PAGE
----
A scrapbook, compiled by William Paxon, an exhibitor at The Great Exhibition of 1851 (The Crystal Palace Exhibition). In addition to flyers and cards gathered at the stalls of fellow exhibitors, Paxon appears to have helped himself to examples of placards that were intended to remain where they were.
Paxon, from Hampstead, exhibited a device called the “Lunarian, an improved contrivance for showing phases of the moon.”
Image links have been fixed, Praises Be!
And now, a more exacting route to heaven: “Survey or table declaring the order of the causes of salvation and damnation according to God’s word …”
From: Perkins, William, 1558-1602. The workes of that famovs and vvorthy minister of Christ, in the Vniversitie of Cambridge, Mr. W. Perkins … Newly corrected according to his owne copies … [London] Printed by Iohn Legate, printer to the Vniuersitie of Cambridge, 1608-31.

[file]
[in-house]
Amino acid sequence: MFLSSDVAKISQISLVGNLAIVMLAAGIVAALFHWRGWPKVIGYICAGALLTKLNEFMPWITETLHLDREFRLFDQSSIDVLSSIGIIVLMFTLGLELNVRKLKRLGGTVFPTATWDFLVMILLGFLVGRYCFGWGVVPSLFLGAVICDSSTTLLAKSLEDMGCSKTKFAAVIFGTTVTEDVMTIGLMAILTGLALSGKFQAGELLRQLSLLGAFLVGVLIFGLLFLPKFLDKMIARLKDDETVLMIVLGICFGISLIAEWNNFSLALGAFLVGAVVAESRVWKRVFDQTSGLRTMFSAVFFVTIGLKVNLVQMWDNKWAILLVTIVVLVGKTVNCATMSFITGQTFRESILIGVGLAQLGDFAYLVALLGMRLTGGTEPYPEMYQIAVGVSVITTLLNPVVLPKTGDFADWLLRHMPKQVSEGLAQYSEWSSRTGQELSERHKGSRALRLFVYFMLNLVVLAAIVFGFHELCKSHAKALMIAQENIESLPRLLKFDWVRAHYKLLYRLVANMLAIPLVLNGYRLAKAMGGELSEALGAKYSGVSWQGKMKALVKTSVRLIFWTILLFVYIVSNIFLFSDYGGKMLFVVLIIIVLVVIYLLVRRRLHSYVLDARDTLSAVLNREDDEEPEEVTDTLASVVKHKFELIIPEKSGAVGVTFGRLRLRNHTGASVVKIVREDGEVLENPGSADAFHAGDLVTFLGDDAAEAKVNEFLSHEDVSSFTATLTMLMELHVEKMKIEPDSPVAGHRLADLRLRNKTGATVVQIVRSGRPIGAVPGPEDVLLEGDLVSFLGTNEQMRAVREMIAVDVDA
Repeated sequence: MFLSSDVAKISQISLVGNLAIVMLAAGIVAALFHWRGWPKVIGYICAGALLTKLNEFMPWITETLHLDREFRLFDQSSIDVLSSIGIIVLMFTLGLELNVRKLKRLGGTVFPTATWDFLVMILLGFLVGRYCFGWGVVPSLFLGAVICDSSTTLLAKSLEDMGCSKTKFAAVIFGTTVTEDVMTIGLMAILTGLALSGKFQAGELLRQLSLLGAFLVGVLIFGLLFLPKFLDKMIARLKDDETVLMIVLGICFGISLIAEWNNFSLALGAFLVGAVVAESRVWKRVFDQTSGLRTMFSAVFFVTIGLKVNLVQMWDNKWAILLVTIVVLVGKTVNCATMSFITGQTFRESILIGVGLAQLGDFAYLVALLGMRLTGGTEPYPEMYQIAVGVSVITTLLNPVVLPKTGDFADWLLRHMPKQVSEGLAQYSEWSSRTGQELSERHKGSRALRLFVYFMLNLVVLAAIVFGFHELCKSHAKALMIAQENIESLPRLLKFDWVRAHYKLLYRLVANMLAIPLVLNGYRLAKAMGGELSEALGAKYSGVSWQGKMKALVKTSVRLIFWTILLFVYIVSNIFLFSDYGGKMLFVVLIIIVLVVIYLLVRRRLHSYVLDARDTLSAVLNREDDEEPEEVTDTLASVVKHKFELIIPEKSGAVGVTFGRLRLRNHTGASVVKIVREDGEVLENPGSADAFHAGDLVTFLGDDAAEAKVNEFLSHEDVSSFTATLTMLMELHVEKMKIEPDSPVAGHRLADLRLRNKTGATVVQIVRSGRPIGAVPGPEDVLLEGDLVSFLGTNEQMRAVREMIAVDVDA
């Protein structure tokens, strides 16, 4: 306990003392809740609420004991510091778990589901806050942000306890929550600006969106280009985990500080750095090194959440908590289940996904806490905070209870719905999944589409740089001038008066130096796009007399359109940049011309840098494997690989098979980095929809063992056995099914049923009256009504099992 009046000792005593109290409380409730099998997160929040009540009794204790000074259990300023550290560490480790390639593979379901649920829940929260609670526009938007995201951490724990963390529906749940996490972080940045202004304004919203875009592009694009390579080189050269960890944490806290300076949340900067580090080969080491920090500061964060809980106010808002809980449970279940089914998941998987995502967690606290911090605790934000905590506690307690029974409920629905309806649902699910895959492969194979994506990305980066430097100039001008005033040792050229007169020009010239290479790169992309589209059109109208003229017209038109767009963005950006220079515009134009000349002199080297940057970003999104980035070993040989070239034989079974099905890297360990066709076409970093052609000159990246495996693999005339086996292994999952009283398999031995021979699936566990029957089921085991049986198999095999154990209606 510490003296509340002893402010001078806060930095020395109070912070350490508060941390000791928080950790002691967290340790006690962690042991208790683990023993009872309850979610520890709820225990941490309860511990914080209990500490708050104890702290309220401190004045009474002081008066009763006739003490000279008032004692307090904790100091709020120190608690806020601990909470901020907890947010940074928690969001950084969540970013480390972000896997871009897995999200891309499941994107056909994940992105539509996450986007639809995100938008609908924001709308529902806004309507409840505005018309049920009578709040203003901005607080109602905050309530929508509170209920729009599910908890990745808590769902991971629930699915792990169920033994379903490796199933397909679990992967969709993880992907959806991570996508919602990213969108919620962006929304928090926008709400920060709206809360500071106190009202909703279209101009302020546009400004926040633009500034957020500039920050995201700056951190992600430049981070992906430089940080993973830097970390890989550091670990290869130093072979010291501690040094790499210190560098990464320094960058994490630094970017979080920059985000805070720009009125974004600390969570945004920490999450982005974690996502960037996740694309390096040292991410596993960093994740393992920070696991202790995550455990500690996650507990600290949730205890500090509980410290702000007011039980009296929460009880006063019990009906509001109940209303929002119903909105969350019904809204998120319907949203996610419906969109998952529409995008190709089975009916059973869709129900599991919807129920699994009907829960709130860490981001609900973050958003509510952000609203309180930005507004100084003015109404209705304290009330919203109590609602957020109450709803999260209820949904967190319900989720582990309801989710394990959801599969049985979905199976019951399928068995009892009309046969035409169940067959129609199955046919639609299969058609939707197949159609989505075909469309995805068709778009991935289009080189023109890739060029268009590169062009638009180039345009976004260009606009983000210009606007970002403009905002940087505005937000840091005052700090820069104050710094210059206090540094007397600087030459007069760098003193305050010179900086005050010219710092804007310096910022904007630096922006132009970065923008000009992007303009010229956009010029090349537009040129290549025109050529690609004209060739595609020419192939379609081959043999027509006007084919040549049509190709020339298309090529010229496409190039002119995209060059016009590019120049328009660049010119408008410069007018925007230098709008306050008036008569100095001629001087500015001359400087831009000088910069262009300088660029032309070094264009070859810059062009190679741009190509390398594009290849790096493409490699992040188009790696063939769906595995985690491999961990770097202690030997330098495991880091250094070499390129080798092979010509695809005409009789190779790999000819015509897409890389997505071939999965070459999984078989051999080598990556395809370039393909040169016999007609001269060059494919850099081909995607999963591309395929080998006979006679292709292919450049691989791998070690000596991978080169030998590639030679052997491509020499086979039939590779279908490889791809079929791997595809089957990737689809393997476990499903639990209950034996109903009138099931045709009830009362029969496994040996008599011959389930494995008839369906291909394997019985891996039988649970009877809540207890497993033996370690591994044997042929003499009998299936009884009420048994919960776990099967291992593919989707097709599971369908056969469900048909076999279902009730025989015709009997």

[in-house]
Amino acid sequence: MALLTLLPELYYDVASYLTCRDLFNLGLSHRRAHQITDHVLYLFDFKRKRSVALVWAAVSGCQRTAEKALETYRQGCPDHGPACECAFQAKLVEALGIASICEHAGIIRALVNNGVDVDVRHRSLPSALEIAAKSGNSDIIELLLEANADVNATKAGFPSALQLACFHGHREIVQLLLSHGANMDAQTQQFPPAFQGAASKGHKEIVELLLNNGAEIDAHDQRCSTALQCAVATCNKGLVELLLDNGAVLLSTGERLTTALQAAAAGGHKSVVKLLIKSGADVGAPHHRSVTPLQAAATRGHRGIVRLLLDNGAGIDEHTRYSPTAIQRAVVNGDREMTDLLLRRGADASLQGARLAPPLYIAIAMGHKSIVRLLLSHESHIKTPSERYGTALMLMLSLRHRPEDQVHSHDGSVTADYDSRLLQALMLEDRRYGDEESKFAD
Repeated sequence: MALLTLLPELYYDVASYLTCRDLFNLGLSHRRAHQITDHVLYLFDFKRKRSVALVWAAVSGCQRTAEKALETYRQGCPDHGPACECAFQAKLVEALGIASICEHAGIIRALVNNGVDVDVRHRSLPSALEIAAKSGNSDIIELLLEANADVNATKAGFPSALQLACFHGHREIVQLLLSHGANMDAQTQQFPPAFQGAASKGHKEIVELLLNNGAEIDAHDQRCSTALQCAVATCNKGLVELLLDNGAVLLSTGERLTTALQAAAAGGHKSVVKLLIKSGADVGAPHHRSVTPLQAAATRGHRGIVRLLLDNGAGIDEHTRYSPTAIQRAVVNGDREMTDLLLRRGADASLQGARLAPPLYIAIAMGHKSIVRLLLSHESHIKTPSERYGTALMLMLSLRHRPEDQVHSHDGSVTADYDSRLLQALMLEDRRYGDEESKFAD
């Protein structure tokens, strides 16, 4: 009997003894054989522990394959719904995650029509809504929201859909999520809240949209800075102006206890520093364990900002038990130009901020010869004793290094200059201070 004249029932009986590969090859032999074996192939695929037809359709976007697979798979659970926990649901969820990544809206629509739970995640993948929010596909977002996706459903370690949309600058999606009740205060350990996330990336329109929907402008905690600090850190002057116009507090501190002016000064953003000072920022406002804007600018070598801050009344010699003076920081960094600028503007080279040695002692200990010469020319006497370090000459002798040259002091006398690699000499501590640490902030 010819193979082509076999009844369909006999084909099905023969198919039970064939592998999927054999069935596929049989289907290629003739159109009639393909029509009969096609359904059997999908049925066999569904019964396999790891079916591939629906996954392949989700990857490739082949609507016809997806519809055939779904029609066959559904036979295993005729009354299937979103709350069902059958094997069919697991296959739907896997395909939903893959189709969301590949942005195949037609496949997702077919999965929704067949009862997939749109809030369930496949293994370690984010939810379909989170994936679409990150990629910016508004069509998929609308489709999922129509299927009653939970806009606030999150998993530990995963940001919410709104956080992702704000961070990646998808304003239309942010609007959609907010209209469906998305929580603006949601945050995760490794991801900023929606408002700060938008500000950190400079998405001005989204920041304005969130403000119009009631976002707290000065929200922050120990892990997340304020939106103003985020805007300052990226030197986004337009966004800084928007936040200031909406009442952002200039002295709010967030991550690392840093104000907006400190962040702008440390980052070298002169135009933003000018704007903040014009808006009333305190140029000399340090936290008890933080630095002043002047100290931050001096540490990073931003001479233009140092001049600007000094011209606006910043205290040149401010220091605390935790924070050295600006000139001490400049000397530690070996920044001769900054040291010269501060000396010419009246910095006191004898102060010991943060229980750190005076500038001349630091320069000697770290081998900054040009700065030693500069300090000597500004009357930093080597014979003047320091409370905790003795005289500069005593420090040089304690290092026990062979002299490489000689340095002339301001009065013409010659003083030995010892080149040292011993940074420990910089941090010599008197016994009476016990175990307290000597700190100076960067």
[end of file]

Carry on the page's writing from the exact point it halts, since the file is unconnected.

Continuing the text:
An issue of Whisper from June, 1956, an example of the gossip-fueled tabloids that multiplied in the 1950s,
answering (and creating) the American public’s thirst for scandals – especially about
actors and actresses, and exposés of the underbelly of the middle class.
Among such articles about wife-swapping in the suburbs and crime rings for hire,
are overtly hostile profiles of gay men, including the pan of Liberace’s first starring role in a film
and a frank open letter to Tennessee Williams penned by his “old friend,” Max Maxwell.
The magazine is also filled with ads promising body-reshaping, sex tips, and
and the extremely practical “hair-do cutouts” from Hollywood Hair-Do (located on Long Island).